This is my Spiritual Pilgrimage. I am going with an expecting heart and if I am honest, a nervous one too. Like I said, I stink at fasting. I get cranky, forget to pray, and usually give up. This time though, I know I will have to stick it out because I will be sitting with people who have been fasting for days and will continue to do so long after I leave. I know I will stick it out because God is good and He will sustain me. I truly believe that.

I am fasting for families, for immigration reform and most importantly, to set aside a space and time to align my heart with God's. I am fasting because my hope is in God, and God alone.  Just as He will sustain me and the other fasters, He will sustain my friends and neighbors. He will deliver them. He will bring freedom. It's not a matter of if, but when. Even if man does not move, He will move.

Will you join me in this? Click here and see how you can!

Thursday, September 27, 2012

Made in His Own Image: Guest Post

Please enjoy this guest post by a dear friend, Sarah Salcido 

After I returned home from a vision trip two summers ago, I started praying for an opportunity to get involved in our community with people who are marginalized in our society. I then became aware of Our Children Project, which is a ministry that involves spending time with children who live in a group home due to some type of immigration detention. What was unique about this ministry was that the volunteers would also meet together to go through a devotional guide on topics related to foreigners that are described in the Bible. Each volunteer came from diverse backgrounds that enabled us to wrestle through different cultural and political engrained views of immigrants, and helped us return to how God sees all people: made in His own image (Genesis 1:27). During these group discussions it become apparent to us that no matter what the situation, these vulnerable children at the group home are definitely loved and cared for deeply by our Heavenly Father because He created them.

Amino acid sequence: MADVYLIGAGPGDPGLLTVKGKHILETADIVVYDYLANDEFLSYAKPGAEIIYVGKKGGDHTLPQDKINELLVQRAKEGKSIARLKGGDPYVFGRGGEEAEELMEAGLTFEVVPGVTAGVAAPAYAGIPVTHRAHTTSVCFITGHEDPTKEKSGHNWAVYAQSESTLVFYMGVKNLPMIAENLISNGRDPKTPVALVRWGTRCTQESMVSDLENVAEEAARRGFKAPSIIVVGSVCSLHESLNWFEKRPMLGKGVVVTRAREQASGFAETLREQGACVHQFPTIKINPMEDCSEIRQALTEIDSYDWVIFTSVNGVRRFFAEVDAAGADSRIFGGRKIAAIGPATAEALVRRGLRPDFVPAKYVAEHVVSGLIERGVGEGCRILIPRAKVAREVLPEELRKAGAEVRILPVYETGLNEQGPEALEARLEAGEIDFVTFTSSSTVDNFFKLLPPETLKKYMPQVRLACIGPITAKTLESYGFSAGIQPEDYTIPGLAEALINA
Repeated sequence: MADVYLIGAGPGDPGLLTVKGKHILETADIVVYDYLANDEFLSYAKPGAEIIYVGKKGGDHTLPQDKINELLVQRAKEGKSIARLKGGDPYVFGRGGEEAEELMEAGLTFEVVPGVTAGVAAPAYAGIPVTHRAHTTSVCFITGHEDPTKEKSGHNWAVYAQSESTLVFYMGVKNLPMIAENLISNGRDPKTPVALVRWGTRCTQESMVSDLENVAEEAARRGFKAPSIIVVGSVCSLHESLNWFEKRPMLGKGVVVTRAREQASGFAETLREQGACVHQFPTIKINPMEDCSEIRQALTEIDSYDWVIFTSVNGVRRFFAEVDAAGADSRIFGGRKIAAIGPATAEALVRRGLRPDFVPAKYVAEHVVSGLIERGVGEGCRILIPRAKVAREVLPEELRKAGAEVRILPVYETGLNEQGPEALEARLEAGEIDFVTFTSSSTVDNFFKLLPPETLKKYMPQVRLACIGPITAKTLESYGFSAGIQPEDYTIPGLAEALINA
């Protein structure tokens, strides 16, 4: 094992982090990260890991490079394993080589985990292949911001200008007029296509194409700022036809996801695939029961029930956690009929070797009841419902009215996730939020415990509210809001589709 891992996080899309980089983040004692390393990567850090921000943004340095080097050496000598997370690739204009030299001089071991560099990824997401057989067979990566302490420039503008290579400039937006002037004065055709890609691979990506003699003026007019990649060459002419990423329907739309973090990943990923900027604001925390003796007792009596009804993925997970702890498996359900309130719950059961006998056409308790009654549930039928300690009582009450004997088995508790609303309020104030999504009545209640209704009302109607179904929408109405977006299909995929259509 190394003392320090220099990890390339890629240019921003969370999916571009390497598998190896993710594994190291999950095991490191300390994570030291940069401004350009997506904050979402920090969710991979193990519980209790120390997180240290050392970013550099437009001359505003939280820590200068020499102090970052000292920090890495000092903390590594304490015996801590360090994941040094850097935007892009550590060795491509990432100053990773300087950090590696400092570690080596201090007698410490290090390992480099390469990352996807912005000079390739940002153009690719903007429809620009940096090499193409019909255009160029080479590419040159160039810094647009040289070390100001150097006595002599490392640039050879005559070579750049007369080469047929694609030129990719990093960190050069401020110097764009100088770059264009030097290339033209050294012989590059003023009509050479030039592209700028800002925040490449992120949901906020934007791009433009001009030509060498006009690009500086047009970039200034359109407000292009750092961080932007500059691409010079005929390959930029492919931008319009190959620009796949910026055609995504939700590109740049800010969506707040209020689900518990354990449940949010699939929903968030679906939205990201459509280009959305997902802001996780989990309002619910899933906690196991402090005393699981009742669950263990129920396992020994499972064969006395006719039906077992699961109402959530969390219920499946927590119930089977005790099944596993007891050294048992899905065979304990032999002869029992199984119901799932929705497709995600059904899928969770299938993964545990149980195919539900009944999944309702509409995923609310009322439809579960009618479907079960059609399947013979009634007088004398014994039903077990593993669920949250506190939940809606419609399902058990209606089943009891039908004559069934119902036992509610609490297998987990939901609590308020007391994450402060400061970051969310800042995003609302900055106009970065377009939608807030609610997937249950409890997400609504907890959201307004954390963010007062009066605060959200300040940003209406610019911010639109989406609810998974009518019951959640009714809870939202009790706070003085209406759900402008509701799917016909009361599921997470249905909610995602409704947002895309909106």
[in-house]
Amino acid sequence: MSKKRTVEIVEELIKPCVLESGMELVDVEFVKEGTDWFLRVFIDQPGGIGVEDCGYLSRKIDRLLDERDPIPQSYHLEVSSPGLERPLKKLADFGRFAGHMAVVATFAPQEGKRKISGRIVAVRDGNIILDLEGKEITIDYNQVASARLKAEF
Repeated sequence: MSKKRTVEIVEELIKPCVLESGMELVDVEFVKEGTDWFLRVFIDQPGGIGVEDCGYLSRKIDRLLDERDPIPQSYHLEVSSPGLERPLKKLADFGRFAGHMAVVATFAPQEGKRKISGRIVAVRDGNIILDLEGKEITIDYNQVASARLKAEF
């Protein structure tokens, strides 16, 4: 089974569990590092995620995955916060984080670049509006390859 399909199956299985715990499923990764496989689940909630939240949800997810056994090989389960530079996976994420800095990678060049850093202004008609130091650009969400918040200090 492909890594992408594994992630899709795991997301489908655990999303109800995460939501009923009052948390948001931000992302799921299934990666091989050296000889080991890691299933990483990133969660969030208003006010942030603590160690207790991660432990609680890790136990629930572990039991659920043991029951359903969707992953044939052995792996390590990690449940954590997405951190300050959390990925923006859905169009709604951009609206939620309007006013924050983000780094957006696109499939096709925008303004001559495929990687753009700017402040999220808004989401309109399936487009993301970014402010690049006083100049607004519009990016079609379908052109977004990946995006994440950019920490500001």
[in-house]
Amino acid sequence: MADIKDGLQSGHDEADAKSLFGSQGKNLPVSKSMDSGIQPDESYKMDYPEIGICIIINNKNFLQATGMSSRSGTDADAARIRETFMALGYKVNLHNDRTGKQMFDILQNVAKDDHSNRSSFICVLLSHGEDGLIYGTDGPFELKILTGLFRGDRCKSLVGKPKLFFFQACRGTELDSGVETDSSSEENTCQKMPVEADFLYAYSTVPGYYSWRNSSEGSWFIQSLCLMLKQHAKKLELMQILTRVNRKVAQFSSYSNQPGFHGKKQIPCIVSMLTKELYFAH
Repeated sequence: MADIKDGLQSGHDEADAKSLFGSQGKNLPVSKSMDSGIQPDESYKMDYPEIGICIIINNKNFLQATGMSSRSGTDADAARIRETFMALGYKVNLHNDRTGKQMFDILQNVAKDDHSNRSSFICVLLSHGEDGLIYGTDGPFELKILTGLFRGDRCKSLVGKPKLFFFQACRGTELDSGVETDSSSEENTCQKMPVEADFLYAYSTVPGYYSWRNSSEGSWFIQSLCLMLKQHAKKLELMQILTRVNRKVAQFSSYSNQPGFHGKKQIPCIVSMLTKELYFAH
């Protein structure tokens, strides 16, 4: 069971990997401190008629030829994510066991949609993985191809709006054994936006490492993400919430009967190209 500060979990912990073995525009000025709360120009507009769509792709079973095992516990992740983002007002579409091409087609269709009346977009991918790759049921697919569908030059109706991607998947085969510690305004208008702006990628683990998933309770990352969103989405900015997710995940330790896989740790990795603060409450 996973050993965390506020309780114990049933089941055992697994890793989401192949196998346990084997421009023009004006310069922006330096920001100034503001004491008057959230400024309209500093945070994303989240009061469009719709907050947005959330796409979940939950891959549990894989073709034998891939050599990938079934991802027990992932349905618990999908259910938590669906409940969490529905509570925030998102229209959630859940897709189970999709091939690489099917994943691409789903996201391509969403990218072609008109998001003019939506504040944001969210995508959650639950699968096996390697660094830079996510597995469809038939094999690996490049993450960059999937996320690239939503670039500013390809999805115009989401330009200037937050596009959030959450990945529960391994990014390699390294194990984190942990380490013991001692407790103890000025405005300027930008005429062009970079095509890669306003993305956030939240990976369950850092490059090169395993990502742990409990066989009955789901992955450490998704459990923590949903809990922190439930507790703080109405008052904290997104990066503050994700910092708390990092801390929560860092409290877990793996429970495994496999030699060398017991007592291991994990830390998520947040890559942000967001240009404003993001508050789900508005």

I felt privileged to get to know the stories of the girls that lived at the group home and learned more about issues related to immigration. There was one time a young girl opened up to me about being devastated because she was going to be sent back to her native country even though all her immediate family are living here in the United States. I simply sat and listened to her pain. My heart broke for her and I felt like just listening to her story was not enough even though in that moment that was all I had to give.